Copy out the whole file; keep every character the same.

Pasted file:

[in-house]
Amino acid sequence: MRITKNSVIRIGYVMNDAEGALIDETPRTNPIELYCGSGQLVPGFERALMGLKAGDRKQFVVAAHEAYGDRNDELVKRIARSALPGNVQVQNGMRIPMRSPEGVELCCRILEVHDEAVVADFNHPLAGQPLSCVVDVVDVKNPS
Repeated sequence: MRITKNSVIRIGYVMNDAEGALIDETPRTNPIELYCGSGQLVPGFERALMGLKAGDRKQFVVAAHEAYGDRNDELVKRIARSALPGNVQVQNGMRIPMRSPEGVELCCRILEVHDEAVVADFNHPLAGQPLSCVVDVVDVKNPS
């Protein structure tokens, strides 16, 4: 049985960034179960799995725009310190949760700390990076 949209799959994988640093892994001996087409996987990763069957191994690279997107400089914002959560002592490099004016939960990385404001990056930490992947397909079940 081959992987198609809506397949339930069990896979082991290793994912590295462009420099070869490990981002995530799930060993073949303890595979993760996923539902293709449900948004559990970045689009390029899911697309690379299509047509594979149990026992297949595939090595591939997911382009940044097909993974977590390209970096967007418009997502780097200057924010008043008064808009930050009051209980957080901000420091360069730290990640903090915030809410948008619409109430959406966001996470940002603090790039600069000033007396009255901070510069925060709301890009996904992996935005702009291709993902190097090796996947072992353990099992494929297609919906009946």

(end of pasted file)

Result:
[in-house]
Amino acid sequence: MRITKNSVIRIGYVMNDAEGALIDETPRTNPIELYCGSGQLVPGFERALMGLKAGDRKQFVVAAHEAYGDRNDELVKRIARSALPGNVQVQNGMRIPMRSPEGVELCCRILEVHDEAVVADFNHPLAGQPLSCVVDVVDVKNPS
Repeated sequence: MRITKNSVIRIGYVMNDAEGALIDETPRTNPIELYCGSGQLVPGFERALMGLKAGDRKQFVVAAHEAYGDRNDELVKRIARSALPGNVQVQNGMRIPMRSPEGVELCCRILEVHDEAVVADFNHPLAGQPLSCVVDVVDVKNPS
């Protein structure tokens, strides 16, 4: 049985960034179960799995725009310190949760700390990076 949209799959994988640093892994001996087409996987990763069957191994690279997107400089914002959560002592490099004016939960990385404001990056930490992947397909079940 081959992987198609809506397949339930069990896979082991290793994912590295462009420099070869490990981002995530799930060993073949303890595979993760996923539902293709449900948004559990970045689009390029899911697309690379299509047509594979149990026992297949595939090595591939997911382009940044097909993974977590390209970096967007418009997502780097200057924010008043008064808009930050009051209980957080901000420091360069730290990640903090915030809410948008619409109430959406966001996470940002603090790039600069000033007396009255901070510069925060709301890009996904992996935005702009291709993902190097090796996947072992353990099992494929297609919906009946």